Meet the American YouTuber who's winning hearts across the Czech Republic

From English teacher to influencer, a California native lets us in on the secrets of her Czech success.

Elizabeth Zahradnicek-Haas

Written by Elizabeth Zahradnicek-Haas Published on 04.03.2022 18:00:00 (updated on 04.03.2022) Reading time: 11 minutes

Like most expats California native Jennifer Preston headed to the Czech Republic to teach English and sample the European lifestyle. But what began as a somewhat typical Prague experience took an interesting turn that would lead to a full-time career as a color commentator on Czech culture through American eyes.

With her YouTube channel Dream Prague garnering some 60K+ fans, Preston has become the most recognizable face of expat life in Czechia and a successful businesswoman along the way. She shared with us her vlogging secrets and insights for living a happy life as a foreigner in the Czech Republic during these difficult times.

You're a natural on camera. Do you have any previous on-screen experience?

Thank you! I think you're probably saying that based on more recent videos, as the early ones are a bit cringe-worthy to watch. But no, I didn't have on-screen experience when I started other than filming my own videos for some online English courses I'd created the year prior.

Where are you from in California and what compelled you to head to Czechia?

I was born in the Bay Area and grew up in Los Angeles. Coming to Prague was pretty random. My husband and I had lived in Japan for three years due to his work. When he was finishing that work, we realized that after living abroad, we would be totally bored moving back to California. So we decided to try Europe, and Prague seemed like a bold choice. I'd never been here, but he had visited for 3 days in 1999 and never stopped raving about it. We chatted about it over a bottle of wine. By the last glass, he'd bought me a ticket to come here, take a TEFL course, find a flat and a job and then give him the "okay" to pack the cat and move over.

PRIVATE PROPERTIES

Apartment for rent, 3+kk - 2 bedrooms, 180m<sup>2</sup>

Apartment for rent, 3+kk - 2 bedrooms, 180m2

Na Doubkové, Praha 5 - Smíchov

Apartment for sale, 3+kk - 2 bedrooms, 97m<sup>2</sup>

Apartment for sale, 3+kk - 2 bedrooms, 97m2

Květoslava Mašity, Všenory

Apartment for sale, 1+1 - Studio, 45m<sup>2</sup>

Apartment for sale, 1+1 - Studio, 45m2

Haštalské náměstí, Praha 1 - Staré Město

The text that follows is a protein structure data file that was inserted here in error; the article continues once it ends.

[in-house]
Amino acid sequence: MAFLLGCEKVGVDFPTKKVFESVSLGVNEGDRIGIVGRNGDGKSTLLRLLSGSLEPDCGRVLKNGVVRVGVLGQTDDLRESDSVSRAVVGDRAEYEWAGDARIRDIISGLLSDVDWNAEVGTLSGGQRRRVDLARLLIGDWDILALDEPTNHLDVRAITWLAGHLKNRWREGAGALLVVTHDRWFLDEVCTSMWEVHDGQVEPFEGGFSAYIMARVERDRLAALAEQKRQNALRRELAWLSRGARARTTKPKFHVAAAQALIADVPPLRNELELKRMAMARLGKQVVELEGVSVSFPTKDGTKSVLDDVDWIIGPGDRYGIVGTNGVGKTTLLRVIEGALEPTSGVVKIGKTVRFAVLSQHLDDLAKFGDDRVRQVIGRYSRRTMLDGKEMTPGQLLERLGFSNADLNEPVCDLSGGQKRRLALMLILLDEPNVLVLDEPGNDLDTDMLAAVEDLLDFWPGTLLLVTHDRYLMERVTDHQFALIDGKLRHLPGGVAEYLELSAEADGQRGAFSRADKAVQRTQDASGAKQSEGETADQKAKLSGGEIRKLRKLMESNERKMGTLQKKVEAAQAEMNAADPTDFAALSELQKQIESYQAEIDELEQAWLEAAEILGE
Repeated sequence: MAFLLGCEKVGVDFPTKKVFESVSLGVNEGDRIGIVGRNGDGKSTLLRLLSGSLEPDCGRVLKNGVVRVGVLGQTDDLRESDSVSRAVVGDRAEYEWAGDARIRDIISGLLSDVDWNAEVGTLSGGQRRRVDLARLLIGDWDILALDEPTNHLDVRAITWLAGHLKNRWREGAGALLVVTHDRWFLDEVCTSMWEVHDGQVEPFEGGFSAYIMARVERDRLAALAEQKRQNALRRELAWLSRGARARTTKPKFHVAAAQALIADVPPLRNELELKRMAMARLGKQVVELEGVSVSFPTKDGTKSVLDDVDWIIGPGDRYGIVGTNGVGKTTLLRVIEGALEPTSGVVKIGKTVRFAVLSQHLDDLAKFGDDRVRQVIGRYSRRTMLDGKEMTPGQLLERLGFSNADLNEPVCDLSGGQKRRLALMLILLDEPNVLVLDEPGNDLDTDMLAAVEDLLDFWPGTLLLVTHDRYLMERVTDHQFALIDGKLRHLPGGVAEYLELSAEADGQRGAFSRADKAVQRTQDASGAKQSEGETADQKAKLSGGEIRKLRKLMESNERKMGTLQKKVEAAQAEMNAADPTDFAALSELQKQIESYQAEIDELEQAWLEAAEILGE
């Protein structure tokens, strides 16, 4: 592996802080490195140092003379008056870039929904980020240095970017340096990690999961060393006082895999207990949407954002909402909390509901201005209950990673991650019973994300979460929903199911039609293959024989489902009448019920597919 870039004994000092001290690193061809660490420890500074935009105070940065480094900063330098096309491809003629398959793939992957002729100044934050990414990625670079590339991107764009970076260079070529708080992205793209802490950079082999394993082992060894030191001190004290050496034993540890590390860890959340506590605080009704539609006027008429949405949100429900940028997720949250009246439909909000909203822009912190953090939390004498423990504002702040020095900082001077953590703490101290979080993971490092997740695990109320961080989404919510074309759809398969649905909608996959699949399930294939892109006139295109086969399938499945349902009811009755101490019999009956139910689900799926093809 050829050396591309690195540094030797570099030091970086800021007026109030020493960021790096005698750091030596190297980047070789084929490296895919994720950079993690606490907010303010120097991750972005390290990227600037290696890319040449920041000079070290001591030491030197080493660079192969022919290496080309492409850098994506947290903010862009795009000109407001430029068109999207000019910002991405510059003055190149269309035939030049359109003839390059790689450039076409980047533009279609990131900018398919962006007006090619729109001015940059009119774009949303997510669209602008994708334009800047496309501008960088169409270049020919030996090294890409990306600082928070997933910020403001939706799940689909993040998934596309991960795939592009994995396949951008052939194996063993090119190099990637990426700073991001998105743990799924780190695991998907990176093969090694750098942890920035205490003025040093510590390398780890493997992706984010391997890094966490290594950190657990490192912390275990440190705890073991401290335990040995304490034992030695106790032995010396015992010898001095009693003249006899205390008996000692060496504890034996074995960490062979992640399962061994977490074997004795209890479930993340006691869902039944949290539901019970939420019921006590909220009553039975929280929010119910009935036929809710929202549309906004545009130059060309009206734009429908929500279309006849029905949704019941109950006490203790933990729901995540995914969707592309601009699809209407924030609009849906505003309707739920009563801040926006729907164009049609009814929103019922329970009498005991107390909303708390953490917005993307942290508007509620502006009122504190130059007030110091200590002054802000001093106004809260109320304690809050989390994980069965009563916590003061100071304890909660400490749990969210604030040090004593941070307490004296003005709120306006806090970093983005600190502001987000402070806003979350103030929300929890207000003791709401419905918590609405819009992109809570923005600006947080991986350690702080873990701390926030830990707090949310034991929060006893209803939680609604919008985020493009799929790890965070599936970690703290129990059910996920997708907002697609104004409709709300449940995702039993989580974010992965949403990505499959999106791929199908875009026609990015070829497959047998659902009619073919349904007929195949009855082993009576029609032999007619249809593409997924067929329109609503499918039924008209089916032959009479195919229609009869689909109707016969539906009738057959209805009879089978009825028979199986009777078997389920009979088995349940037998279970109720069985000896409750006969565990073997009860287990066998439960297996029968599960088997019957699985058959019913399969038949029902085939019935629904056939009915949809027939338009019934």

Photo jen
Jen with husband "Honza" and dog Tobík in the Krkonoše mountains. (Photo: Jen Preston)

Name one thing that's better about life here and one thing that's better there.

There's a patina on everyday life in a grand European capital that makes every trip down the street more interesting. There's history on every corner, in every doorway. I see an older person walking the streets and think, "My God, the things you must have seen here in 80 years." Inconveniences that would irritate me back home are simply thought-provoking here.

Hmm...Why did that man think he could cut me in line? How interesting—I wonder if he has some deep-rooted hostility towards foreigners? Or women? Or blondes?' I love being a casual observer."

I also love the mixed-use zoning of Prague and the fact that I never need a car to get what I need. The US has better beaches. And mountains.

Give us some insights on the growth of your social channels since you started.

About 4 months into my channel, I made a video "Americans are Strange" (from the perspective of a seasoned expat). I recorded it in Czech, and looking back, my Czech was so awful! The video went viral and is still my most viewed, I think it might have 600K views right now. I was getting 1,000 new subscribers a day for a few weeks after that and it got my channel monetized. I've got about 62,000 subscribers now, though I've mostly stopped focusing on subscribers, views, etc. YouTube metrics are a hedonic treadmill that will kill your creativity.

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Did you ever expect Dream Prague to take off as it has?

I did not anticipate that so many Czech people would watch. I originally started the channel as a place to give tips and lessons to incoming expats about life in Prague, and perhaps encourage Americans to put Prague on their list of top European cities to visit. I still don't really get why Czechs are interested, though it has changed my focus a bit. I try to make videos that I think will appeal to both audiences. 

What is your motivation for helping people move to the Czech Republic for free? Any success stories to share (e.g. you helped someone realize a dream to live here)?